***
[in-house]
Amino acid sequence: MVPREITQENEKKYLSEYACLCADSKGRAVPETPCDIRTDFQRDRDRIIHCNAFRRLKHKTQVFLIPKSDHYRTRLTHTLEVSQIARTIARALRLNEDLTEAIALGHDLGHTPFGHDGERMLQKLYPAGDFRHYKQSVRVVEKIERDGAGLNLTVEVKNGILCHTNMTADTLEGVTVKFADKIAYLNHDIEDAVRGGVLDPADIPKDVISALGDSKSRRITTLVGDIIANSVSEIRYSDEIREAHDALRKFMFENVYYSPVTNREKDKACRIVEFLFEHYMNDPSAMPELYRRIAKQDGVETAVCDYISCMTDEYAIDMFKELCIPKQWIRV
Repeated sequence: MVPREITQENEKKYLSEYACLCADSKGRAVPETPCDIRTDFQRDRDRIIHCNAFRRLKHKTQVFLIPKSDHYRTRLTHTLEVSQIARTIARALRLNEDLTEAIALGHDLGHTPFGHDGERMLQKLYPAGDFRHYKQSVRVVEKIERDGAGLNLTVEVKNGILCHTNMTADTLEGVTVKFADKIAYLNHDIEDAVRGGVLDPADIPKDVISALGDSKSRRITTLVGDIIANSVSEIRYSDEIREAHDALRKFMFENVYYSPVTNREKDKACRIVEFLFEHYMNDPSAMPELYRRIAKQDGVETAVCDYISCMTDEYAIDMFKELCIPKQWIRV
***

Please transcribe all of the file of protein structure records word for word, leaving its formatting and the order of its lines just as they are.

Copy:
[in-house]
Amino acid sequence: MVPREITQENEKKYLSEYACLCADSKGRAVPETPCDIRTDFQRDRDRIIHCNAFRRLKHKTQVFLIPKSDHYRTRLTHTLEVSQIARTIARALRLNEDLTEAIALGHDLGHTPFGHDGERMLQKLYPAGDFRHYKQSVRVVEKIERDGAGLNLTVEVKNGILCHTNMTADTLEGVTVKFADKIAYLNHDIEDAVRGGVLDPADIPKDVISALGDSKSRRITTLVGDIIANSVSEIRYSDEIREAHDALRKFMFENVYYSPVTNREKDKACRIVEFLFEHYMNDPSAMPELYRRIAKQDGVETAVCDYISCMTDEYAIDMFKELCIPKQWIRV
Repeated sequence: MVPREITQENEKKYLSEYACLCADSKGRAVPETPCDIRTDFQRDRDRIIHCNAFRRLKHKTQVFLIPKSDHYRTRLTHTLEVSQIARTIARALRLNEDLTEAIALGHDLGHTPFGHDGERMLQKLYPAGDFRHYKQSVRVVEKIERDGAGLNLTVEVKNGILCHTNMTADTLEGVTVKFADKIAYLNHDIEDAVRGGVLDPADIPKDVISALGDSKSRRITTLVGDIIANSVSEIRYSDEIREAHDALRKFMFENVYYSPVTNREKDKACRIVEFLFEHYMNDPSAMPELYRRIAKQDGVETAVCDYISCMTDEYAIDMFKELCIPKQWIRV